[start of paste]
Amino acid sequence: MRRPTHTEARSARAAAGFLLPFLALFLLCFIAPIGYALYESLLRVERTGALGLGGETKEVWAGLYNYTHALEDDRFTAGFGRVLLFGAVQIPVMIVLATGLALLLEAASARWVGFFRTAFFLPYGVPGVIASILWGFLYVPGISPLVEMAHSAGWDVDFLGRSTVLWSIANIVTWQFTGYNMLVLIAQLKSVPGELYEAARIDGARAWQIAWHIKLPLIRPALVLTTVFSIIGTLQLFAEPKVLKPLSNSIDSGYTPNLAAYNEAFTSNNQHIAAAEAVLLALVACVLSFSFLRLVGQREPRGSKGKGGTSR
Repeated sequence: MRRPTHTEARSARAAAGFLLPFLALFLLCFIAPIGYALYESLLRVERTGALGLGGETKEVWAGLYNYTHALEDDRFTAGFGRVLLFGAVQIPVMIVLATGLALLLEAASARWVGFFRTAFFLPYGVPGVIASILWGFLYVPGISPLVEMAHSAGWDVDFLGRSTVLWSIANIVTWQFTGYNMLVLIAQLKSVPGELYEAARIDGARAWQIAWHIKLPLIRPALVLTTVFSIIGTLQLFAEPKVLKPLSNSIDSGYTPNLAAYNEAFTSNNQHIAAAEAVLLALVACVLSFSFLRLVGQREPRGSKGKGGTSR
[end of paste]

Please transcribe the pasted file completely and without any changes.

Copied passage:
Amino acid sequence: MRRPTHTEARSARAAAGFLLPFLALFLLCFIAPIGYALYESLLRVERTGALGLGGETKEVWAGLYNYTHALEDDRFTAGFGRVLLFGAVQIPVMIVLATGLALLLEAASARWVGFFRTAFFLPYGVPGVIASILWGFLYVPGISPLVEMAHSAGWDVDFLGRSTVLWSIANIVTWQFTGYNMLVLIAQLKSVPGELYEAARIDGARAWQIAWHIKLPLIRPALVLTTVFSIIGTLQLFAEPKVLKPLSNSIDSGYTPNLAAYNEAFTSNNQHIAAAEAVLLALVACVLSFSFLRLVGQREPRGSKGKGGTSR
Repeated sequence: MRRPTHTEARSARAAAGFLLPFLALFLLCFIAPIGYALYESLLRVERTGALGLGGETKEVWAGLYNYTHALEDDRFTAGFGRVLLFGAVQIPVMIVLATGLALLLEAASARWVGFFRTAFFLPYGVPGVIASILWGFLYVPGISPLVEMAHSAGWDVDFLGRSTVLWSIANIVTWQFTGYNMLVLIAQLKSVPGELYEAARIDGARAWQIAWHIKLPLIRPALVLTTVFSIIGTLQLFAEPKVLKPLSNSIDSGYTPNLAAYNEAFTSNNQHIAAAEAVLLALVACVLSFSFLRLVGQREPRGSKGKGGTSR